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Open AccessArticle

Assessment of the Risk of Oral Cancer Incidence in A High-Risk Population and Establishment of A Predictive Model for Oral Cancer Incidence Using A Population-Based Cohort in Taiwan

1
Department of Public Health, China Medical University, Taichung 40402, Taiwan
2
Department of Healthcare Management, Yuanpei University of Medical Technology, Hsinchu 30015, Taiwan
3
Department of Healthcare Administration, Asia University, Taichung 41354, Taiwan
4
Department of Medical Research, China Medical University Hospital, China Medical University, Taichung 40402, Taiwan
5
Department of Social Work, National Quemoy University, Quemoy 892, Taiwan
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Department of Otolaryngology, China Medical University Hospital, Taichung 40447, Taiwan
7
Department of ENT, Taichung Veterans General Hospital, Taichung 40705, Taiwan
8
Department of Health Services Administration, China Medical University, Taichung 40402, Taiwan
*
Author to whom correspondence should be addressed.
Authors contributed equally to this work.
Int. J. Environ. Res. Public Health 2020, 17(2), 665; https://doi.org/10.3390/ijerph17020665
Received: 10 December 2019 / Revised: 18 January 2020 / Accepted: 19 January 2020 / Published: 20 January 2020
We aimed to assess the risk of oral cancer incidence in a high-risk population, establish a predictive model for oral cancer among these high-risk individuals, and assess the predictive ability of the constructed model. Individuals aged ≥30 years who had a habit of smoking or betel nut chewing and had undergone oral cancer screening in 2010 or 2011 were selected as study subjects. The incidence of oral cancer among the subjects at the end of 2014 was determined. The annual oral cancer incidence among individuals with a positive screening result was 624 per 100,000 persons, which was 6.5 times that of the annual oral cancer incidence among all individuals screened. Male sex, aged 45–64 years, divorce, low educational level, presence of diabetes, presence of other cancers, high comorbidity severity, a habit of smoking or betel nut chewing, and low monthly salary were high-risk factors for oral cancer incidence (p < 0.05). The area under the curve of the predictive model for oral cancer incidence was 0.73, which indicated a good predictive ability. Therefore, the oral cancer screening policy for the high-risk population with a habit of smoking and/or betel nut chewing is beneficial for the early diagnosis of oral cancer. View Full-Text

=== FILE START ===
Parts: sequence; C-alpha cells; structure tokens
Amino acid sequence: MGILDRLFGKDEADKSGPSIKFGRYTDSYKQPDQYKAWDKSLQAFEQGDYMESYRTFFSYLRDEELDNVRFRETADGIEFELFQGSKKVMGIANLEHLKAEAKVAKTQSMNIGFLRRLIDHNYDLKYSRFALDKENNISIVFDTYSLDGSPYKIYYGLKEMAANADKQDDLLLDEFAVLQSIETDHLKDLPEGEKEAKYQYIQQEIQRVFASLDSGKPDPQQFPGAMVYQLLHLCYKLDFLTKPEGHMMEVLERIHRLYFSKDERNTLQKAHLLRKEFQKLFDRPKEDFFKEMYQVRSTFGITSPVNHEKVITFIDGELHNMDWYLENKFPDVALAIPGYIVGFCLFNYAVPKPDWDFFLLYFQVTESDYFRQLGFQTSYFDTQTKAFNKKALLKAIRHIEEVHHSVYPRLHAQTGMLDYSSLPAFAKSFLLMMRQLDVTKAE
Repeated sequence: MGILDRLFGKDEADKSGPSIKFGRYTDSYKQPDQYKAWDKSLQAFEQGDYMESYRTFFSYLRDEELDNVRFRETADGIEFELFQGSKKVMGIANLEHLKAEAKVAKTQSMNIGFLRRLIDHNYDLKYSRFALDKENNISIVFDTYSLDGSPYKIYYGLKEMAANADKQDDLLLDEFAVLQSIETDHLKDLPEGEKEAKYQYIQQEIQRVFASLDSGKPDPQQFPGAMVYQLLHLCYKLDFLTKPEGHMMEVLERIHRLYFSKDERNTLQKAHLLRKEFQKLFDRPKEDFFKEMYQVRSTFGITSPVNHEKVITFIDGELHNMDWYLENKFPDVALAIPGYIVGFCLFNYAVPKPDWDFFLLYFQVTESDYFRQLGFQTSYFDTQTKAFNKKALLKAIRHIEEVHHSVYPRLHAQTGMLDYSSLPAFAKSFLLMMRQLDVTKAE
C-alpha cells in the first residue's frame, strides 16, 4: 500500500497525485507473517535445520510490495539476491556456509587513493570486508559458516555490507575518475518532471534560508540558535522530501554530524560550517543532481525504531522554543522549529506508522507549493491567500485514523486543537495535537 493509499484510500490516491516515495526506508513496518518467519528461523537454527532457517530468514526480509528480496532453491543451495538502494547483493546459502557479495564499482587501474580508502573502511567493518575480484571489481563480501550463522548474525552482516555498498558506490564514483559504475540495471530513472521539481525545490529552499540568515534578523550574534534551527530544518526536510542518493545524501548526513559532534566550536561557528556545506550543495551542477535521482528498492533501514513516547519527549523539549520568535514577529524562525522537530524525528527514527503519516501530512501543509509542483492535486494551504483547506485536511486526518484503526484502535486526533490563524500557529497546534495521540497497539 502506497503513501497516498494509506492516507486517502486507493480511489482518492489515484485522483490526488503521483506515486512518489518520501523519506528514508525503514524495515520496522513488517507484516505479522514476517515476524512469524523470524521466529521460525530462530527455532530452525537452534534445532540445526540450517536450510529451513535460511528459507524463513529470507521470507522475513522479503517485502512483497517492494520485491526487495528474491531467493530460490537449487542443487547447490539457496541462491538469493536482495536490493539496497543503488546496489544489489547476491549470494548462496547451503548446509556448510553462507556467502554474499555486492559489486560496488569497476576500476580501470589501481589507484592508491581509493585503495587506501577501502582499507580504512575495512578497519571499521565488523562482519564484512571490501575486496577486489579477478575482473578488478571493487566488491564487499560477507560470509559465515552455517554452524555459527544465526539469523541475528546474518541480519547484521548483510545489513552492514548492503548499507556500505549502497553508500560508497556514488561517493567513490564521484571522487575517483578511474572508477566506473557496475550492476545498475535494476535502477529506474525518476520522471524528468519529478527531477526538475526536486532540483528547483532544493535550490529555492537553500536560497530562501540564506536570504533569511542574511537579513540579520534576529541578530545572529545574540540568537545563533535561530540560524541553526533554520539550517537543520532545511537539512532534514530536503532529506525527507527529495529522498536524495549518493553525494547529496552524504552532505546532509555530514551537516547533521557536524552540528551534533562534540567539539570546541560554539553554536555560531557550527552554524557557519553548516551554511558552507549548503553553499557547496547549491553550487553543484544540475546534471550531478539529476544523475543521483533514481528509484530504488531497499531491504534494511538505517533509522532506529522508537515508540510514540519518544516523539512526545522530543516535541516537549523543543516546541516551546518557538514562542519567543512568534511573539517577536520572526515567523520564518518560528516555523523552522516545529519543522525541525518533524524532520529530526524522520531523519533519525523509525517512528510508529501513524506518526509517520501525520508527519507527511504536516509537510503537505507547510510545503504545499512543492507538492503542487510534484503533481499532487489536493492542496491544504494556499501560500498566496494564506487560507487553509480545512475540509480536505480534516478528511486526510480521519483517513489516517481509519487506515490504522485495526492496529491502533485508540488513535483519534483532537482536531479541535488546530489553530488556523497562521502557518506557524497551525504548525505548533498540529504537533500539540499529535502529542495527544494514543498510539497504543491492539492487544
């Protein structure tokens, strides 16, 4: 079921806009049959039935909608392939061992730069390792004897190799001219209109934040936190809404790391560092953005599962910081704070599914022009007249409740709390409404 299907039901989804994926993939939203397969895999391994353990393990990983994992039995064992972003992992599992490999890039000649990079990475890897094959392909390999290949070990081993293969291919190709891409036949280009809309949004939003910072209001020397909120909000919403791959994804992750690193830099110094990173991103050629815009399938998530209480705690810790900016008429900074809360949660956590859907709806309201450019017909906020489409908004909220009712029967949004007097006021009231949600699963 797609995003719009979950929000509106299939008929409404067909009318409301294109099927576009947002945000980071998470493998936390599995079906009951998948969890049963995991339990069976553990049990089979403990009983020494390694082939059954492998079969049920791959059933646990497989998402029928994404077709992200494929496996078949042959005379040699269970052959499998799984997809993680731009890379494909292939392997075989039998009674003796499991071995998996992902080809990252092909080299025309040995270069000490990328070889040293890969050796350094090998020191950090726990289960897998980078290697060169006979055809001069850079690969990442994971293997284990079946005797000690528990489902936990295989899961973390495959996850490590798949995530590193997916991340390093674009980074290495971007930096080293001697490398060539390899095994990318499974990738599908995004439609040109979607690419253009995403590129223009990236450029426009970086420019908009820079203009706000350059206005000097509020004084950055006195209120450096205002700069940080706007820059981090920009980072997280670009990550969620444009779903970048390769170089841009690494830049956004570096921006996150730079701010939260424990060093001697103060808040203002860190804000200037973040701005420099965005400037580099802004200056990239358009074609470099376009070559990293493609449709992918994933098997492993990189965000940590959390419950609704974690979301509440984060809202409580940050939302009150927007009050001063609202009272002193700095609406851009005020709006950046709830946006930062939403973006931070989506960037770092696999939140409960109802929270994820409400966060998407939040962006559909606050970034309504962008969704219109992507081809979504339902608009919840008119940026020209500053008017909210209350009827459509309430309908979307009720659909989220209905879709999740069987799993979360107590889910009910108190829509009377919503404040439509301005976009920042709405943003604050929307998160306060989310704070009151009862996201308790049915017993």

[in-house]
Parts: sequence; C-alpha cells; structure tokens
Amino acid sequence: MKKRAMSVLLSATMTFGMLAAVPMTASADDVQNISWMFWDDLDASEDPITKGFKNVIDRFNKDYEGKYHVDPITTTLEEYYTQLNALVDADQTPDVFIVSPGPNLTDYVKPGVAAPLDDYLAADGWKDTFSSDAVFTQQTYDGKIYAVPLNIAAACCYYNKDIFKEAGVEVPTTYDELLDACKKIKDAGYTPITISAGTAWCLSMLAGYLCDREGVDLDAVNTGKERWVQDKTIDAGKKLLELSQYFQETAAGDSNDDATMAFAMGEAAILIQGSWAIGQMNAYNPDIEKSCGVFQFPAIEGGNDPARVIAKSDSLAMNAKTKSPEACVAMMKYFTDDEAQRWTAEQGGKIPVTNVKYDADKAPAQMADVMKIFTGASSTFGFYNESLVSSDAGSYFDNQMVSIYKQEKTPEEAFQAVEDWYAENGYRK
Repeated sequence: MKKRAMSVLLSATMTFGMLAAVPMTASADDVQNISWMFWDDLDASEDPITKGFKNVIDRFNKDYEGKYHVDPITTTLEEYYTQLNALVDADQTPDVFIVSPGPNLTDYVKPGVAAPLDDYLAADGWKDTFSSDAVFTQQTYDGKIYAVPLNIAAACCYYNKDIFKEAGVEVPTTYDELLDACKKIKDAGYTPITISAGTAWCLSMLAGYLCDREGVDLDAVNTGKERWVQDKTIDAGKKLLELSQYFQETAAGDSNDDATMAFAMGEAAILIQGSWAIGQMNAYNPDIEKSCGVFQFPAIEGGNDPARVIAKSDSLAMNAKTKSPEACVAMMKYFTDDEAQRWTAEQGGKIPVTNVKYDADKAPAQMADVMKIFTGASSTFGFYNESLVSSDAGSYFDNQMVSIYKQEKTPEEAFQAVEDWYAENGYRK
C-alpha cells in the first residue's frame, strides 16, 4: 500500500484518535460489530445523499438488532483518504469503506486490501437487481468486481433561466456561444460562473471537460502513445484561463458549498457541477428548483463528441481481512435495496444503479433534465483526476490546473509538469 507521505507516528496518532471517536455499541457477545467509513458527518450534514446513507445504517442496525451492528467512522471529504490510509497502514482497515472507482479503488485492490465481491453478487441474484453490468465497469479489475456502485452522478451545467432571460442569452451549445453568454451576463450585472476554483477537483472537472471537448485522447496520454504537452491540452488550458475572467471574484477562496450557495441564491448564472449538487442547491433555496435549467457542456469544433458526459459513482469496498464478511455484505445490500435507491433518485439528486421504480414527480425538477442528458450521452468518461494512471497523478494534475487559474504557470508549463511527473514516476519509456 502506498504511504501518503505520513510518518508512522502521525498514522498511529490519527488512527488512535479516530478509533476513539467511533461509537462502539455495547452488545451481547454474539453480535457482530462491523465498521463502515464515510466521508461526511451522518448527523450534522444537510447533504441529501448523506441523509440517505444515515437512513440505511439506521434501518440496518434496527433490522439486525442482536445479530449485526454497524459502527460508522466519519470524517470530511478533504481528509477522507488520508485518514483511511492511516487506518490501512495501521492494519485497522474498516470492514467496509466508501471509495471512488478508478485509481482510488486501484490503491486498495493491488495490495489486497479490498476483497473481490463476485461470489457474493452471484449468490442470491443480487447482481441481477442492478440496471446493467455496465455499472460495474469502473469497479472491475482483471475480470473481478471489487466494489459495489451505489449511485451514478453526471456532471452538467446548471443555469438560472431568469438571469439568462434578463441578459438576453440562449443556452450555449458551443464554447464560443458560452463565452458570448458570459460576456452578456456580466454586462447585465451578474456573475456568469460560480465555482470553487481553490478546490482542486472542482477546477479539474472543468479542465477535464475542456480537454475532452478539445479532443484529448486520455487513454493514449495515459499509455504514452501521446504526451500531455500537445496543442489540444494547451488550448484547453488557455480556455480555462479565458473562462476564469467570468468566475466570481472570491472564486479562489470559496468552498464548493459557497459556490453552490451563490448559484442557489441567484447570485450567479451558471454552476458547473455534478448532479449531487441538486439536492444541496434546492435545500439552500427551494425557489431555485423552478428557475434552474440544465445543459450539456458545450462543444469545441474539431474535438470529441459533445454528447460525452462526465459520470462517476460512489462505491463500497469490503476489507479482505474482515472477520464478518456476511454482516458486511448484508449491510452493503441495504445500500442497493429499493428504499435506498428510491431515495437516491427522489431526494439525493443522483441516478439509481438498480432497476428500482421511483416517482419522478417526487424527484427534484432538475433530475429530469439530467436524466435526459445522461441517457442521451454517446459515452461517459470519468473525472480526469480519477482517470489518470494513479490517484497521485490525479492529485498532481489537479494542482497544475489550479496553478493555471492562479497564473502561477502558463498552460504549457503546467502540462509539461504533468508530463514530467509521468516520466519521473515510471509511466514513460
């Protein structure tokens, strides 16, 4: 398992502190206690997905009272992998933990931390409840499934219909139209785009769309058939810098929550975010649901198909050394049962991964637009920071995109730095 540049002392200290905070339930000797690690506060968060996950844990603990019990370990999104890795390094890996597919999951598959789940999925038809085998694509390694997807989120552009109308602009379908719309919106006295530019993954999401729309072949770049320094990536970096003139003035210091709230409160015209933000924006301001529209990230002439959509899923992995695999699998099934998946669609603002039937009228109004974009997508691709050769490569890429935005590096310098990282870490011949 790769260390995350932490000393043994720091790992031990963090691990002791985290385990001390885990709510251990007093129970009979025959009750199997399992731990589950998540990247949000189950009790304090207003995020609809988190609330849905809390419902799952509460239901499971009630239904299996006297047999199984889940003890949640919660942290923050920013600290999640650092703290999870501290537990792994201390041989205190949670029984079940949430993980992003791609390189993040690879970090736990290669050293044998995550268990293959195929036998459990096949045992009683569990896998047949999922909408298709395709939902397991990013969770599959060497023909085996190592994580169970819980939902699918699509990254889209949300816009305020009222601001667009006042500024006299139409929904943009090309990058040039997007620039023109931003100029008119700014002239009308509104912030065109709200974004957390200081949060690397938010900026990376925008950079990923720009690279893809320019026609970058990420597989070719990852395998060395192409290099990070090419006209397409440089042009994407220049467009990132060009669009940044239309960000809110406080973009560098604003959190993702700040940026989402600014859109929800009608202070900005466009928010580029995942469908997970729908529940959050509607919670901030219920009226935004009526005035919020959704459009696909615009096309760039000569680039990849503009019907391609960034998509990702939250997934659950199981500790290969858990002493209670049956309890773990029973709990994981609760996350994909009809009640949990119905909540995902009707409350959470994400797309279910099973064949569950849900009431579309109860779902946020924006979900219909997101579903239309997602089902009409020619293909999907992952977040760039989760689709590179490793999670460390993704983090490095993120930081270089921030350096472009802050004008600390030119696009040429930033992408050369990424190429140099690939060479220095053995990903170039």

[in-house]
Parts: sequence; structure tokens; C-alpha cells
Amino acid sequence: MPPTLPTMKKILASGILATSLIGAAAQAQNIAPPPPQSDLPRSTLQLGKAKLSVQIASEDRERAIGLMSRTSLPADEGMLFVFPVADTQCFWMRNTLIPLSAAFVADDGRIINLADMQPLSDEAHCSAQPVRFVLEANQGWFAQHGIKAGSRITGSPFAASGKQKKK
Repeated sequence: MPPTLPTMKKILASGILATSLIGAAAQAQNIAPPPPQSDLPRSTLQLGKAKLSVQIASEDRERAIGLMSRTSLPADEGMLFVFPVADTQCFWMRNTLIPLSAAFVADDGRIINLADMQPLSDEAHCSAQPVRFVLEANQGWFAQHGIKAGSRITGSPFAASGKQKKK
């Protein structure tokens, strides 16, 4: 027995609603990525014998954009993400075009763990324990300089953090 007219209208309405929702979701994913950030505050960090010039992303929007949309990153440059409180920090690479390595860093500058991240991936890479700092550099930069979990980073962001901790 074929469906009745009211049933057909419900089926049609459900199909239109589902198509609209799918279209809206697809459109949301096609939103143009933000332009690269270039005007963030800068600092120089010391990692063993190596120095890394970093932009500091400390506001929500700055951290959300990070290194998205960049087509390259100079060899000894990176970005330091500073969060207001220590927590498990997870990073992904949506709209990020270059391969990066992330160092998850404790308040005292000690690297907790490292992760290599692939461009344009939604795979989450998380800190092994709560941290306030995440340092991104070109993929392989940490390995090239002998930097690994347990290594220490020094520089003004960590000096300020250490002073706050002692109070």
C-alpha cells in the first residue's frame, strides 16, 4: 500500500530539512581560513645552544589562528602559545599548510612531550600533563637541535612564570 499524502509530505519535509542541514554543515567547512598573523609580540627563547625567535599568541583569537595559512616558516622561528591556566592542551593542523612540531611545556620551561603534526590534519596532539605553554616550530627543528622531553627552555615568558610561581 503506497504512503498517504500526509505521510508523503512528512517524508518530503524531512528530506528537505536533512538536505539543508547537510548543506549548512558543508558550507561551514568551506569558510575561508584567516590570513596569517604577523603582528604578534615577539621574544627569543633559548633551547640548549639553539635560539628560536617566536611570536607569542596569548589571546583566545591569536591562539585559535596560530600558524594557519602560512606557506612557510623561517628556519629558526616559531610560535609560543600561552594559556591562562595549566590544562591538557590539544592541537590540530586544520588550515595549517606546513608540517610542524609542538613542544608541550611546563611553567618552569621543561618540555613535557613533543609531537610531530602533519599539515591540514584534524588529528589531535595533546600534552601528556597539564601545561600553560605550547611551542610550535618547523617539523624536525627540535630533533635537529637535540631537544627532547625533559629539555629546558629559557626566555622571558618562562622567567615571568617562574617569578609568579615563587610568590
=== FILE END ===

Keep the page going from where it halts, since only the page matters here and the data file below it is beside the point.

Keywords: oral cancer; smoking; betel nut chewing; screening; prediction oral cancer; smoking; betel nut chewing; screening; prediction
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Hung, L.-C.; Kung, P.-T.; Lung, C.-H.; Tsai, M.-H.; Liu, S.-A.; Chiu, L.-T.; Huang, K.-H.; Tsai, W.-C. Assessment of the Risk of Oral Cancer Incidence in A High-Risk Population and Establishment of A Predictive Model for Oral Cancer Incidence Using A Population-Based Cohort in Taiwan. Int. J. Environ. Res. Public Health 2020, 17, 665.

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